I am trying very hard not to get too distracted by it especially when I’m outside. I want to stay connected to my environment and the people in it and when I put my earphones in and listen to music I feel cut off. Yet being able to listen to music while I’m walking is simply wonderful. How do we stay mindful in this increasingly fast-paced and technology-loaded culture, that seems to drive many of us? These are such lovely trinkets and jewels to be playing with. How do we possibly resist and stay true to our own values?

Let me know if you find out.


I want to thank each and everyone of you who share something, even the smallest of things, to the biggest and most vulnerable of things. What you say is so helpful to all of us and what stands out for me is your courage and your insights. You are all so amazing to me!! Thank you. (Caer)




SC Group Summary of Oct 10 2017






I was delighted to hear on Tuesday two of our members say they have noticed a difference in their lives using some of the concepts we talk about such as mindfulness and loving kindness meditation. One person said she now feels more of a sense of herself when she does the metta meditation. This is awesome! If we often get caught up in pleasing others, in taking care of others’ needs, we lose ourselves in the process. We need to find ways to get back to connecting with our innermost feelings and needs, connecting with ourselves. I think it’s progress, a moving towards health when we are truly in touch with ourselves.

Another member shared a time when she was most upset, angry about something and she was able to step back from the experience and see it from a more objective point of view. Again I see this as progress towards a healthier life, towards wisdom, when we can step back from our dramas and see them as simply that – as ‘dramas’. It doesn’t mean they are of no value. They are our life stories, how we define and express ourselves in the world and each one of us has a unique life story. It’s when we get so caught up in that story that we lose sight of what’s really going on. In other words, understanding when our thoughts are tricking us into thinking something is real and true (e.g., I’m a born loser) when it’s actually something that’s very tainted by the ‘programming’ we received growing up. When we buy into these stories in this manner we tend to become very upset, distressed and freak out. We catastrophize or believe ourselves incapable of dealing with what is going on. We are totally overwhelmed.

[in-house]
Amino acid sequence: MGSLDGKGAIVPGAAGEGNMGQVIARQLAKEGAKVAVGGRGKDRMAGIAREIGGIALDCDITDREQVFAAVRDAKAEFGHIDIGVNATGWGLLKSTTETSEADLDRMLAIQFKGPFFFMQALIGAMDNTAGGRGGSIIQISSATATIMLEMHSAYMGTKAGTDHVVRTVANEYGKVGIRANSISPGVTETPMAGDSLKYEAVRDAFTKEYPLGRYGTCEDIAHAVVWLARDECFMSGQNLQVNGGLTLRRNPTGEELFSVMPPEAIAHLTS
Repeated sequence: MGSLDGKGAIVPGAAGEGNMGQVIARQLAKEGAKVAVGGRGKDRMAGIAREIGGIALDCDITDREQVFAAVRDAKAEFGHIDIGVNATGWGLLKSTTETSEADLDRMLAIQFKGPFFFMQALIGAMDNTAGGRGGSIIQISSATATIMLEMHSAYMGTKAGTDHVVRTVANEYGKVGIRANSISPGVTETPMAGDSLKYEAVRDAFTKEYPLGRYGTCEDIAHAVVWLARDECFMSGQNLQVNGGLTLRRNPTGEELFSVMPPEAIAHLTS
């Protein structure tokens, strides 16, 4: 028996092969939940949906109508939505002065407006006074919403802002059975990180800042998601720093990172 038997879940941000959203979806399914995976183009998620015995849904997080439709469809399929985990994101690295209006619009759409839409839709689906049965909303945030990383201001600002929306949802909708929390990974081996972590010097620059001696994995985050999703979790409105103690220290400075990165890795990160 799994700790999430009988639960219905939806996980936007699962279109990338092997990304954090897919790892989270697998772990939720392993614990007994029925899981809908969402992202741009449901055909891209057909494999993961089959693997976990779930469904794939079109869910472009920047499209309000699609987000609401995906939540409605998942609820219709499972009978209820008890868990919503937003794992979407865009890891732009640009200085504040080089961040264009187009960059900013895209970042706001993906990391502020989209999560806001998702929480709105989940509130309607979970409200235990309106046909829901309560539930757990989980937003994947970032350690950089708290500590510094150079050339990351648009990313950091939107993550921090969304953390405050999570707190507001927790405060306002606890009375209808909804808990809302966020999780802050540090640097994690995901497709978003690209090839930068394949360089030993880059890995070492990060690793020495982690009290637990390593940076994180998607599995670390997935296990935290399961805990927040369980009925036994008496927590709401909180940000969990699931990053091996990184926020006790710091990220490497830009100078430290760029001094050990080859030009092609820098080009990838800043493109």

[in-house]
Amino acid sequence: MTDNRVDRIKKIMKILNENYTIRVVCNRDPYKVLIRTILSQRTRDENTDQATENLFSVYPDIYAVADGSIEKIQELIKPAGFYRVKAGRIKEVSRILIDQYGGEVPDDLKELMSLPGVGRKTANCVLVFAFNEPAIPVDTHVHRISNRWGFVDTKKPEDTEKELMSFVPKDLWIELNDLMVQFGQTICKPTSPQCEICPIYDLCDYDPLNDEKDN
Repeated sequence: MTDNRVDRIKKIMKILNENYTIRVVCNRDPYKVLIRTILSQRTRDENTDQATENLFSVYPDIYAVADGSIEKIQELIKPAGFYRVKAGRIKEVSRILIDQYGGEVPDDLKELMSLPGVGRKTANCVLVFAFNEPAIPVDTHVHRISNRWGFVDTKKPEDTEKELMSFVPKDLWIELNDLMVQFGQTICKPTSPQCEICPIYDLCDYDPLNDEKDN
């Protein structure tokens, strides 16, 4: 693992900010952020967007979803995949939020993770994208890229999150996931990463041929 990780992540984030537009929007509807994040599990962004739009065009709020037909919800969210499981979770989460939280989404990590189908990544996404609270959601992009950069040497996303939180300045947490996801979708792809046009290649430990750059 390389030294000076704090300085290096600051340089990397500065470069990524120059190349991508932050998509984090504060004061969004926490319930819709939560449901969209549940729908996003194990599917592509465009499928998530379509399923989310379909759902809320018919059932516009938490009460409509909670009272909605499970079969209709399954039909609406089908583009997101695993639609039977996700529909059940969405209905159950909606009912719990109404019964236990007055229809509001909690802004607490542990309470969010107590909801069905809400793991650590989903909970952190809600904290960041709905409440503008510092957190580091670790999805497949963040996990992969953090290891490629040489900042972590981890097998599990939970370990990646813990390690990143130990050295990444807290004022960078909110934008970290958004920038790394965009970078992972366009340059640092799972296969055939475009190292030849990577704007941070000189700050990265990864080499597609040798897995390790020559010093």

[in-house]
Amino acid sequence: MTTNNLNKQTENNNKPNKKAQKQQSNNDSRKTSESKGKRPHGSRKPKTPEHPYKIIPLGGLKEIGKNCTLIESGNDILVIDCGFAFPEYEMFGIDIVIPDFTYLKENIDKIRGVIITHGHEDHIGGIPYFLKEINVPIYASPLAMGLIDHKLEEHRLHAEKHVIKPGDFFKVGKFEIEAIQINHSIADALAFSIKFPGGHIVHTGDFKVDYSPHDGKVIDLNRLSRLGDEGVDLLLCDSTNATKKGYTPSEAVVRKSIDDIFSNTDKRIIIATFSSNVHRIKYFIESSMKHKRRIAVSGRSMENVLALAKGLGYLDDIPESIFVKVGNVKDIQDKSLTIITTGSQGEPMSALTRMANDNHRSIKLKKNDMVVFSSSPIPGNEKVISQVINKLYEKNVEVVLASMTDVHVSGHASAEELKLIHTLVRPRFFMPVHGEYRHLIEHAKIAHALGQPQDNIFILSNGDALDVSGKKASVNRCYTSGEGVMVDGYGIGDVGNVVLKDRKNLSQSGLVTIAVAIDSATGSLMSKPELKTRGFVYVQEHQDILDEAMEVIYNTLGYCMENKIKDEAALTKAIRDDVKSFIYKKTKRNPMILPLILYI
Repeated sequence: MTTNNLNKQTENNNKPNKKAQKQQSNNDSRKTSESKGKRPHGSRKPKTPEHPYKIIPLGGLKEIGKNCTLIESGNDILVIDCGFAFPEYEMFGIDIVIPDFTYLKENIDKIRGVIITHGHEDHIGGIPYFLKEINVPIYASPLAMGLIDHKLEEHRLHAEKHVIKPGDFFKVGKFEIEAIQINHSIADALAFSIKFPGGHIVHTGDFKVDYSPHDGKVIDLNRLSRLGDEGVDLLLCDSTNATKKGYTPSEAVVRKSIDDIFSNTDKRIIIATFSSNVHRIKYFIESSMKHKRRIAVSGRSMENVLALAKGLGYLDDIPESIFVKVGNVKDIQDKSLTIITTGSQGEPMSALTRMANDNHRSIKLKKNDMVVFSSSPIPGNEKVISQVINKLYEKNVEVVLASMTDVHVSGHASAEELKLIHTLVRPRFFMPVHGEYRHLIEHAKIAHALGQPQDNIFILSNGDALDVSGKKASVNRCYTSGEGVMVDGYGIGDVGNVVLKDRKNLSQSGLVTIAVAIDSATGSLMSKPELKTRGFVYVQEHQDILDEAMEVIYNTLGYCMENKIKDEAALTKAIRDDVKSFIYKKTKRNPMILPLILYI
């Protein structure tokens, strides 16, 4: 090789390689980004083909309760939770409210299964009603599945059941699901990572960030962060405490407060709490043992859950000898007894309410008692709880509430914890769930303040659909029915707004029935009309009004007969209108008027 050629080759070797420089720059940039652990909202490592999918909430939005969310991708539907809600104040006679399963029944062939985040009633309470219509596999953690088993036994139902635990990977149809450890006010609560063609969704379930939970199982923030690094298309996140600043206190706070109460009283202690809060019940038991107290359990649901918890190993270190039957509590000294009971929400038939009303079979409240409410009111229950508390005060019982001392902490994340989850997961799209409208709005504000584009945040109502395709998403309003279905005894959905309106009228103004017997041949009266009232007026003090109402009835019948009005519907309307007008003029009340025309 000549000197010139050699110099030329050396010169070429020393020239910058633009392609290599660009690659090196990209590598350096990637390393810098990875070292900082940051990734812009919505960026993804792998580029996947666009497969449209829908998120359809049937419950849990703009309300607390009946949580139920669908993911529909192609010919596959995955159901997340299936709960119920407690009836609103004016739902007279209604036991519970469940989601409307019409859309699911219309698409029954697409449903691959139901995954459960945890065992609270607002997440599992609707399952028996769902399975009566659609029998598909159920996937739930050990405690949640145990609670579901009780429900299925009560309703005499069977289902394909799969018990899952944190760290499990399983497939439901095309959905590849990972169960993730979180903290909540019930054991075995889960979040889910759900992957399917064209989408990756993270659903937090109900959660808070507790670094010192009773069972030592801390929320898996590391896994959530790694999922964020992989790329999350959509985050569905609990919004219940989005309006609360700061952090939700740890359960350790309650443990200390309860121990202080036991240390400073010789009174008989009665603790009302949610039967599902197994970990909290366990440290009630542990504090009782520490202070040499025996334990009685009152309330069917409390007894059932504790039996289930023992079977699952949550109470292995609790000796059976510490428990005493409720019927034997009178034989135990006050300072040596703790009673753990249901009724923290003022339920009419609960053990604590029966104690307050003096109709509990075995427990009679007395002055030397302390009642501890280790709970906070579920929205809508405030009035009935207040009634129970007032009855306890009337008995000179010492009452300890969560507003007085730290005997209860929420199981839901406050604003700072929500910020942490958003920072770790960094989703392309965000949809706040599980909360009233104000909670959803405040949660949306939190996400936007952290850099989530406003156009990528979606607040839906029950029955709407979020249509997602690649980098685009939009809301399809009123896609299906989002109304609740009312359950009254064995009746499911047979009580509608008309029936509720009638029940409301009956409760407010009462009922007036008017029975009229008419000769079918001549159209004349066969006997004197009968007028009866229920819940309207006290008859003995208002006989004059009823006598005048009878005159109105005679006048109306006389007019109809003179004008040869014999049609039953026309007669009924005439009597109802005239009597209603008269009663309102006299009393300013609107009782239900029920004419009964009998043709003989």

However, we have a choice – always – to step back. It’s not easy to do when emotion takes over control of things. And sometimes we may have to simply let it happen (freaking out I mean) and then evaluate afterward. “Hmm I’m not happy about how I behaved back there. I just let myself get so upset over a little thing. I’d like to change that.” We can revisit the scene afterwards and try to figure out what to do the next time. Even though the next time and the next time and the next time may be the same thing, the same catastrophizing, the same hysterics, at some point we may get tired of it all and say “It’s time to do something different”. And then we do.

I hear from people in the group that although the thought of compassion for themselves has been a really huge and painful hurdle that some members are slowly getting past these hurdles. They are finding that the Loving Kindness meditation is working in some way, not always explainable, but it’s happening. So I’m particularly pleased this week to hear this. (Keep in mind it’s not a competition. We all have to go at a pace that is gentle and kind towards ourselves. It’s not about pushing.)

Trying to figure out what caused a symptom

The group got into a discussion about trying to figure out what makes you dip into depression or mania or anxiety for example. What triggers a mood change and into symptoms of our illness? As was pointed out by one member we are made up of many ‘moving parts’. In other words there may not be only one cause but multiple factors contributing to a spiral into illness (or even out of it and into a feeling of well-being). If we suddenly feel very depressed, manic or anxious it could be several things that have contributed to this episode. Looking for one cause may only frustrate us.

Not all of us question our mood change, or even want to ask why. Some of us simply want to let it happen and not to think too hard about it. But others of us want to understand what triggered the change so that we might adjust some things in our lives in order to prevent future triggers. One of our disadvantages as humans are our thoughts. We can’t always trust them to be accurate, to be the ‘truth’ of a situation. If we find ourselves merely spiralling down in frustration trying to figure out what’s wrong, this may be the worst thing we can do for ourselves. This may be a time to simply be aware, pay kind attention and take care of our needs (e.g., I need soothing and comfort right now. I need to talk to someone. I need to go to sleep, or have a cup of tea, or distract myself with tv).